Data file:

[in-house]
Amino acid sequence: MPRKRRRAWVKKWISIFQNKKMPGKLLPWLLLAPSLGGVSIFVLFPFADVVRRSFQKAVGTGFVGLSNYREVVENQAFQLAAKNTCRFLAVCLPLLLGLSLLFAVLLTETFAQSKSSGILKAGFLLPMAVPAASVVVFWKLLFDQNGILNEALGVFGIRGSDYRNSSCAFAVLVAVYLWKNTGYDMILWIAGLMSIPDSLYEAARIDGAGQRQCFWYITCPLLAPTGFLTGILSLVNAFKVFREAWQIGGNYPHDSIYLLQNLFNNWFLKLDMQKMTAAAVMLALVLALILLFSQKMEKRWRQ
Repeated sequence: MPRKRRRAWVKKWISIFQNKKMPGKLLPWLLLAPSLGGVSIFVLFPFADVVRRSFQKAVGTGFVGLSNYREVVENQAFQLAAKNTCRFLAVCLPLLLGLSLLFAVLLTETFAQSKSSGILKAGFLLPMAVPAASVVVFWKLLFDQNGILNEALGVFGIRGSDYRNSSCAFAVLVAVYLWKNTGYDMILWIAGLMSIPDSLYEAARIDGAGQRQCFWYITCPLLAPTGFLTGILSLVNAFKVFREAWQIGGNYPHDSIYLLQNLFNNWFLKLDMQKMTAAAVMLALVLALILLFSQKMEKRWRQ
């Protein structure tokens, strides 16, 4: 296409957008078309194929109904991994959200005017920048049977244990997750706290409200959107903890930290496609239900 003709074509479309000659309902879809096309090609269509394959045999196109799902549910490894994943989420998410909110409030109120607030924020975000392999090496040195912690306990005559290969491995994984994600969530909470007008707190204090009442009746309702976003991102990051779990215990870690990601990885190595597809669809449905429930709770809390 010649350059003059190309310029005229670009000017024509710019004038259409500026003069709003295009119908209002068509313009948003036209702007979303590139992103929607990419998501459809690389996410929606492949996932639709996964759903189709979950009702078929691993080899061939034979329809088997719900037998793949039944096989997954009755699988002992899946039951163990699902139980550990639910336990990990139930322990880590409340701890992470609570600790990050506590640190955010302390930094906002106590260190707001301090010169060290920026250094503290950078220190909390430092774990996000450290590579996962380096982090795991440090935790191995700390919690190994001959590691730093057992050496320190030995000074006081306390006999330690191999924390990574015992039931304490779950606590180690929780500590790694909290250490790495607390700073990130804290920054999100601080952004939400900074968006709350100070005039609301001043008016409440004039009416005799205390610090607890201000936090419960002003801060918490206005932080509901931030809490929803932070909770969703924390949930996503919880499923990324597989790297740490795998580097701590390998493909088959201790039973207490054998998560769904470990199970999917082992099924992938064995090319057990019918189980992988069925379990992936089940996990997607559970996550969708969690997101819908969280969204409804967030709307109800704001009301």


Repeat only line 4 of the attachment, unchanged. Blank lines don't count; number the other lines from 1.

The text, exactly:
């Protein structure tokens, strides 16, 4: 296409957008078309194929109904991994959200005017920048049977244990997750706290409200959107903890930290496609239900 003709074509479309000659309902879809096309090609269509394959045999196109799902549910490894994943989420998410909110409030109120607030924020975000392999090496040195912690306990005559290969491995994984994600969530909470007008707190204090009442009746309702976003991102990051779990215990870690990601990885190595597809669809449905429930709770809390 010649350059003059190309310029005229670009000017024509710019004038259409500026003069709003295009119908209002068509313009948003036209702007979303590139992103929607990419998501459809690389996410929606492949996932639709996964759903189709979950009702078929691993080899061939034979329809088997719900037998793949039944096989997954009755699988002992899946039951163990699902139980550990639910336990990990139930322990880590409340701890992470609570600790990050506590640190955010302390930094906002106590260190707001301090010169060290920026250094503290950078220190909390430092774990996000450290590579996962380096982090795991440090935790191995700390919690190994001959590691730093057992050496320190030995000074006081306390006999330690191999924390990574015992039931304490779950606590180690929780500590790694909290250490790495607390700073990130804290920054999100601080952004939400900074968006709350100070005039609301001043008016409440004039009416005799205390610090607890201000936090419960002003801060918490206005932080509901931030809490929803932070909770969703924390949930996503919880499923990324597989790297740490795998580097701590390998493909088959201790039973207490054998998560769904470990199970999917082992099924992938064995090319057990019918189980992988069925379990992936089940996990997607559970996550969708969690997101819908969280969204409804967030709307109800704001009301």